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Senate contest still impacts NW LA political scene

Ripple effects from the state Senate District 37 contest in northwest Louisiana in the latter part of last year continue to impact the political environment.

A ghost of the region’s political past – a recent specter – arose a little too unexpectedly for some Bossier Parish Police Jury members when it was discovered that, very quietly, Parish Administrator and member Bill Altimus had hired former state Rep. Billy Montgomery to work on special projects for the parish.

This is perfectly within Altimus’ purview, even though the scope of Montgomery’s duties are unimpressive and altogether probably do not merit much of salary or even a full-time job. Even as juror Rick Avery argued it was a job that needed filling for two years, it begged the question – which got delivered by juror Brad Cummings – why suddenly the job got filled when Montgomery became available, or as Cummings astutely observed, “If Billy Wayne would have won the Senate race we would not be talking about this today.”

Maybe Montgomery would be an excellent front man to shake some hands at ceremonial occasions, to look at some financial statements once a year, to shuffle some paperwork on various parish initiatives, and to hang around a few meetings where seldom does anything happen where the parish needs quick notification if at all. But it’s unlikely whatever he’s getting paid is worth it to the parish taxpayer considering the alternative uses of those funds and who else in parish government or how else and at what cost it could perform those tasks. (Although not long after his hiring Montgomery suffered a health setback, so regardless of whether he is on the parish taxpayers' dime hopefully he'll soon recover.)

Regardless that the sheepish Jury mainly fell in line and agreed with Altimus’ decision, this make-work patronage payoff smacks more of politics than of good sense – something voters need to remember when the jury and especially if Altimus runs for reelection in 2011. Maybe Republicans already have made a statement; in the election last month, Altimus was the only candidate to the Republican Parish Executive Committee not to be elected, narrowly – one wonders whether enough GOP voters knew of this hire and decided to withhold their vote from him because of it.

That dynamic of knowing something disappointing about a candidate also may have been in play regarding another candidate from that Senate contest of last fall. Running for the third time in four years for a legislative office, Barrow Peacock came much closer this time but still missed out by almost 400 votes to former Shreveport City Councilman Thomas Carmody in the special election to fill the state House District 6 vacancy.

There wasn’t a whole lot of difference between the two Republicans in terms of issue preferences, although Carmody was the more experienced in office compared to the never-elected Peacock. This lack of ideological distinguishing may have made Peacock’s behavior during the general election runoff phase of his previous election a decisive factor.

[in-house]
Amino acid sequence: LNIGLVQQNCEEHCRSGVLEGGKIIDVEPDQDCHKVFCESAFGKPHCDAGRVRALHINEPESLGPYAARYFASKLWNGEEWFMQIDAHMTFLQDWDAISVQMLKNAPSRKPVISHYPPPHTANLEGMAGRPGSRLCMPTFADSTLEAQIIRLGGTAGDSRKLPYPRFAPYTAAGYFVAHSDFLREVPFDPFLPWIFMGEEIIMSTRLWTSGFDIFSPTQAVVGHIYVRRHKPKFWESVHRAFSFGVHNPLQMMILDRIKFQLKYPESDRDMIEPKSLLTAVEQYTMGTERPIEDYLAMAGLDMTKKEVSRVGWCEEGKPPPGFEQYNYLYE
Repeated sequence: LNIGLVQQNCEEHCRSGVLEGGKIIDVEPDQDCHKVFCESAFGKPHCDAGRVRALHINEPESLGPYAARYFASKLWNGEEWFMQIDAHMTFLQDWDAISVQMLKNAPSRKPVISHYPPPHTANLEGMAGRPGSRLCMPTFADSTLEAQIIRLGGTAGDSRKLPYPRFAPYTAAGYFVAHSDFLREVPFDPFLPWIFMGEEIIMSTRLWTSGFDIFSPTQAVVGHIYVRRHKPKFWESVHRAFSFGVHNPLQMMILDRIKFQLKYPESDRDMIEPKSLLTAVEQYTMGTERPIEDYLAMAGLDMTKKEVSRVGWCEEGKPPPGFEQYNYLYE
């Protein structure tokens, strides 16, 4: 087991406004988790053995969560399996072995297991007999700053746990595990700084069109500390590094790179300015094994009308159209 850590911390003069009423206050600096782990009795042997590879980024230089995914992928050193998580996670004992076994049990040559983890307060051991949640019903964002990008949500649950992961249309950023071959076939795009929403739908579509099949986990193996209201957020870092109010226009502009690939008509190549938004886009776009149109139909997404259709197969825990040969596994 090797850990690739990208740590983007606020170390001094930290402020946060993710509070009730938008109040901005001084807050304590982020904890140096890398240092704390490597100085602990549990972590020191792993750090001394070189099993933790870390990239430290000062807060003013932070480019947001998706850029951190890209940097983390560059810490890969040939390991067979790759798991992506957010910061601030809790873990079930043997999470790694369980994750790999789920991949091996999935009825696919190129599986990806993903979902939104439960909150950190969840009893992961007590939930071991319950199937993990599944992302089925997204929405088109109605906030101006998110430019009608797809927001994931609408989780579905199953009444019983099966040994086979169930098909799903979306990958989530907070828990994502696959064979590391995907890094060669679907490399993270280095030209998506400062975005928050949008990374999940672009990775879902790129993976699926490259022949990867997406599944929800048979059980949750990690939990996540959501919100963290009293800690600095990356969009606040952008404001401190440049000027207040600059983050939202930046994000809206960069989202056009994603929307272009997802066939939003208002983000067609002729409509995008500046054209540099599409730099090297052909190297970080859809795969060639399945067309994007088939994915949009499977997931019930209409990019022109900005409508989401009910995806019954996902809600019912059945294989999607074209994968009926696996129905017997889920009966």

Peacock’s hopes there died in the primary, leaving the longtime liberal Democrat but new Republican Montgomery up against now-state Sen. B.L. “Buddy” Shaw, a conservative Republican former member of the state House. As a response, another defeated conservative Republican candidate Jay Murrell not only immediately publicly endorsed Shaw, but also sent around a note to backers urging them to vote for Shaw in the runoff.

Murrell, returning to private life, had nothing to gain except seeing a man who paralleled his beliefs win. But Peacock curiously made no endorsement. Shaw clearly was the more conservative of the two candidates, and at age 74 he may well not return to the Senate after this term. A Peacock endorsement and work on Shaw’s behalf would have set up the man younger by half excellently to run in 2011 as the older’s heir apparent and he quite legitimately could have gained great credit for helping Shaw in his ultimate win.

Instead, the impression Peacock gave by his remaining mum was he was putting aside principle by angling for Montgomery’s support by not opposing him in the hopes of winning Montgomery’s support for a political bid some years later. If so, he made two costly errors in assumption – that Montgomery would win and that if he didn’t that the more informed voters who understood he hadn’t endorsed Shaw would be forgetful or forgiving by the time Peacock was to run again.

But Shaw won no thanks to Peacock and then he ran again just a couple of months later. This makes Peacock now a three-time loser after spending more personal funds than perhaps any candidate in state history who did not win a legislative seat. It really has taken a lot of luster off his electability to area conservatives and Republicans and threatens to turn him into a white, male, Republican, bigger-campaign-spending version of state Rep. Barbara Norton.

However, she did win an office on her seventh try. Peacock only can hope, if he tries yet again, that his luck is even as good.

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